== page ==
MACHIE v. CHARDONNET et al
MEMORANDUM OPINION accompanying final order issued separately this day. Signed by Judge Colleen Kollar-Kotelly on 10/23/15.(ah)
UNITED STATES DISTRICT COURT
FOR THE DISTRICT OF COLUMBIA
Edmond K. Machie,
Brendan H. Chandonnet et al.,
Civil Action No. 15-0630 (CKK)
Plaintiff, proceeding pro se, has filed suit in this Court based on events that occurred in a
lawsuit in Maryland, which resulted in his settlement with the Washington Metropolitan Area
Transit Authority (WMATA) for $130,000. Invoking diversity jurisdiction, plaintiff sues
WMATA and WMATA attorneys Brendan H. Chandonnet, and Kathleen Carey. In addition,
plaintiff sues his former attorney Eric Rosenberg of Rosenberg & Fayne, LLP, and attorneys
Phillip R. Zuber and Emily Spiering of Sasscer, Clagett & Bucher (SCB defendants). See
Compl. ¶¶ 4-11. Each group of defendants has moved to dismiss, and plaintiff has opposed each
motion. 1 In addition, plaintiff has filed a motion to amend the complaint to add a new defendant,
which defendants have opposed.
Upon careful consideration of the parties’ submissions, the Court finds that it lacks
subject matter jurisdiction. Consequently, the Court will (1) grant the WMATA defendants’
The motion documents include: Sasscer, Clagett & Bucher, Zuber and Spiering’s Mot. to
Dismiss, ECF No. 7, and Pl.’s Opp’n to the SCB Defs.’ Mot., ECF No. 26; Eric Rosenberg and
Rosenberg & Fayne, L.L.P.’s Mot. to Dismiss, ECF No. 8, and Pl.’s Opp’n to the Rosenberg Defs.’
Mot., ECF No. 28; Defs.’ WMATA, Carey and Chandonnet’s Mot. to Dismiss, ECF No. 11, Pl.’s
Opp’n to the WMATA Defs.’ Mot., ECF No. 27, and the WMATA defendants’ reply, ECF No.
motion to dismiss under Rule 12(b)(1), (2) deny all other pending motions, including those to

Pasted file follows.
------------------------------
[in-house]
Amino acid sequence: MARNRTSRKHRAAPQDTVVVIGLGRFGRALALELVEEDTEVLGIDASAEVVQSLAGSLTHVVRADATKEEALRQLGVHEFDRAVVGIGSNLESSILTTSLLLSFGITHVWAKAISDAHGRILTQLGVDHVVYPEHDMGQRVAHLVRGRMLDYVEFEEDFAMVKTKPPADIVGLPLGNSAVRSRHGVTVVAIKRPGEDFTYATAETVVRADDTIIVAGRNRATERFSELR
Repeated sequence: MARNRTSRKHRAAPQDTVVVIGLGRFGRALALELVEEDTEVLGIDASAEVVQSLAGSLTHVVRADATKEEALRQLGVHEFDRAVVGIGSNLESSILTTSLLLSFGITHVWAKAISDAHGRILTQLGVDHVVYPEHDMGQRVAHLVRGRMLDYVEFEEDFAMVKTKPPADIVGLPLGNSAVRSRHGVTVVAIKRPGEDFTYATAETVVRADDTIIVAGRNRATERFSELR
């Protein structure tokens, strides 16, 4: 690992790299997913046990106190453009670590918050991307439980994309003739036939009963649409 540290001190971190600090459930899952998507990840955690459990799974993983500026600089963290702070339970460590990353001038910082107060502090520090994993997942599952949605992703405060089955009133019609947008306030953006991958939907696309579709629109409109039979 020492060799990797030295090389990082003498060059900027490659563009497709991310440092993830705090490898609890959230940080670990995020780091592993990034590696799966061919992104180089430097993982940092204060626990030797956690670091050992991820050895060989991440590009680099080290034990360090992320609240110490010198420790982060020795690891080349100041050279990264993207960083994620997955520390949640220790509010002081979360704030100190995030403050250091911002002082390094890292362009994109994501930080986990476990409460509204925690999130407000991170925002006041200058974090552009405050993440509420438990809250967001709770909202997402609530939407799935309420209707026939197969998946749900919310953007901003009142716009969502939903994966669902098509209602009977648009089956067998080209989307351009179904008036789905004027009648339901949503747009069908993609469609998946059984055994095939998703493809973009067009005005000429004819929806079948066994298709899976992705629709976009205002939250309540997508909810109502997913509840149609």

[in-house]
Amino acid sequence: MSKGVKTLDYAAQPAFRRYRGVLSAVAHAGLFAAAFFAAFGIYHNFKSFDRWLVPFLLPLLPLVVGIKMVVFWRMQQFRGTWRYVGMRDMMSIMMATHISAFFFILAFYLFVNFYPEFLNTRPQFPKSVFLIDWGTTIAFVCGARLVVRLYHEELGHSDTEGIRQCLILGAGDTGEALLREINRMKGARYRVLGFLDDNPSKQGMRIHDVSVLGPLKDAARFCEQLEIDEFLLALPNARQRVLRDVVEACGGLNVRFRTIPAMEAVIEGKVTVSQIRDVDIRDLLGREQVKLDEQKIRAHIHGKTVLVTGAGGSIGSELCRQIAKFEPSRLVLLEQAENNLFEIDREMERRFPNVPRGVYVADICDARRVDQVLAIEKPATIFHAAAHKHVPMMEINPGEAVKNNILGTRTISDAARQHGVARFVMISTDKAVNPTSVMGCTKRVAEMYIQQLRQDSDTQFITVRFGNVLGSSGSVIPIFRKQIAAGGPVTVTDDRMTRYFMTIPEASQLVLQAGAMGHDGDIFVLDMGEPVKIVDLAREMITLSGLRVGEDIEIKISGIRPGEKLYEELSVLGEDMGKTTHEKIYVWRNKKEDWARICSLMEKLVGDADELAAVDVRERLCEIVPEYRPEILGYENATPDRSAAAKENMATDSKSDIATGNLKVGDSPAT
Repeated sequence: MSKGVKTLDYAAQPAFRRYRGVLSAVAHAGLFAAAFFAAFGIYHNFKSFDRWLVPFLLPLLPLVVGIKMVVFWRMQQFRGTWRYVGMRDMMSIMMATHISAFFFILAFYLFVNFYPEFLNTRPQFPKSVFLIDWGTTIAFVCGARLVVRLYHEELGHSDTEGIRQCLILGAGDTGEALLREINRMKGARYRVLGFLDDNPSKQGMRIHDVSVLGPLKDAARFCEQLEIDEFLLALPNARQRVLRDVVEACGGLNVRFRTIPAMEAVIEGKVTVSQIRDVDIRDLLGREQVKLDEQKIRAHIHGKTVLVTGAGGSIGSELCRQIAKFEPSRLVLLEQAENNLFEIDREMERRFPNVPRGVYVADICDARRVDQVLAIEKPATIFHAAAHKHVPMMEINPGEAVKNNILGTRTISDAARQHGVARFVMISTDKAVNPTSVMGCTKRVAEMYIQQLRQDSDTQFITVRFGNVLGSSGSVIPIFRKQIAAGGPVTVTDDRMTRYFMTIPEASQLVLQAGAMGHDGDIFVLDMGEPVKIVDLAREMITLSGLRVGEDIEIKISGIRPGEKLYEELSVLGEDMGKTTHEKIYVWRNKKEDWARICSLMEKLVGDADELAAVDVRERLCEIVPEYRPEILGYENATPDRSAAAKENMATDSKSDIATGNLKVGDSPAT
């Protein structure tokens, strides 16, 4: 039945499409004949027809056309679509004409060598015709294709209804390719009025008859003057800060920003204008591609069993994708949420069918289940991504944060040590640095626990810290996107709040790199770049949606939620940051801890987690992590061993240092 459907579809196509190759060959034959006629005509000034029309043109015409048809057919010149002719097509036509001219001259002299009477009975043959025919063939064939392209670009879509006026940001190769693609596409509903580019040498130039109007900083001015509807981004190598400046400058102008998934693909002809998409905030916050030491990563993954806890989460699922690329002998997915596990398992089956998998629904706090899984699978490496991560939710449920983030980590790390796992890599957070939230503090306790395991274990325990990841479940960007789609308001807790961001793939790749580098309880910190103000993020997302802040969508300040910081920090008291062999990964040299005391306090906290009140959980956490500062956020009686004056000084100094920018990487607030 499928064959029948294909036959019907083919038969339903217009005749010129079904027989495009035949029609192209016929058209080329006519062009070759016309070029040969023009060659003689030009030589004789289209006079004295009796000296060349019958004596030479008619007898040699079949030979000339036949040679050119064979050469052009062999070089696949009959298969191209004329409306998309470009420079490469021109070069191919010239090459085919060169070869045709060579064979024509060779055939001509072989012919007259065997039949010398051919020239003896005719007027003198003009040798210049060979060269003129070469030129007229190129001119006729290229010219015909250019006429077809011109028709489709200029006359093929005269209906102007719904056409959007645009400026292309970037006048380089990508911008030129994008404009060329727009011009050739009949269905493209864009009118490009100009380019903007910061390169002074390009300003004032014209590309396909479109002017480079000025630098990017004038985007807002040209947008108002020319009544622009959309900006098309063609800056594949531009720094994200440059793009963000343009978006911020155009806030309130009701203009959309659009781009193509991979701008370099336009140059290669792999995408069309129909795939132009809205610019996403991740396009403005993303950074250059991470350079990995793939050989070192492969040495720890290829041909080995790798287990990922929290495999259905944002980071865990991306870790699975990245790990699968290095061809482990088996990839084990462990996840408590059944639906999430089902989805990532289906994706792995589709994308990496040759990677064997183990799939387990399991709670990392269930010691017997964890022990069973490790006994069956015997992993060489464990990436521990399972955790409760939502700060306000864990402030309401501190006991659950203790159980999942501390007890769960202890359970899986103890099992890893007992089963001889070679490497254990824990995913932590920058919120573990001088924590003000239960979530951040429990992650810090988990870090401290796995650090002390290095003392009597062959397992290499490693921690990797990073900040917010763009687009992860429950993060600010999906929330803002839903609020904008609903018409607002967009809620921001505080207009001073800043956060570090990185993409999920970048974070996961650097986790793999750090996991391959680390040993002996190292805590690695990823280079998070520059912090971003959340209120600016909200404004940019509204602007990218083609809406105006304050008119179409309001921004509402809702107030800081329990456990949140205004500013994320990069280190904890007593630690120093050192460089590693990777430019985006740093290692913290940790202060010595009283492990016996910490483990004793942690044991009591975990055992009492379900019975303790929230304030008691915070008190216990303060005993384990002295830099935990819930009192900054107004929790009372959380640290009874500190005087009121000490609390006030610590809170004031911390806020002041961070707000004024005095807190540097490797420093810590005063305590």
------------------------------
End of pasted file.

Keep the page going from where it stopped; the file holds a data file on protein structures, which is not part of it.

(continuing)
dismiss under Rule 12(b)(6), as moot, and (3) dismiss the case. See Fed. R. Civ. P. 12(h)(3)
(requiring dismissal at any time the Court finds subject matter jurisdiction wanting).
As plaintiff recounts in the instant complaint, a WMATA bus driver allegedly threw him
off a bus in Arlington County, Virginia, following a fare dispute, which resulted in his sustaining
“severe bodily injury.” Compl. ¶¶ 12-13. Plaintiff, with the assistance of counsel, filed suit
against WMATA in the Circuit Court for Prince George’s County, Maryland, claiming battery
and intentional infliction of emotional distress. Id. ¶ 12. WMATA removed the case to the
United States District Court for the District of Maryland, and discovery ensued.
In July 2014, plaintiff and his attorney had a disagreement, which resulted ultimately in
the court’s permitting counsel to withdraw from the case. See Compl. ¶¶ 14-16. Plaintiff hired
defendant Rosenberg on August 7, 2014. He signed an agreement, which included the following
provision: “Attorney is hereby retained on a contingent basis and is to receive an amount equal to
40% of any amount which is recovered for Client by settlement.” Rosenberg Defs.’ Ex. 1, ECF
No. 8-2. Rosenberg entered his appearance in the District of Maryland proceedings on August
27, 2014. Compl. ¶ 18. Two days later, following a status conference, the case was referred to
Magistrate Judge Timothy F. Sullivan for mediation, and discovery was stayed. Id. ¶ 19.
On October 8, 2014, Rosenberg informed plaintiff in an e-mail that he would withdraw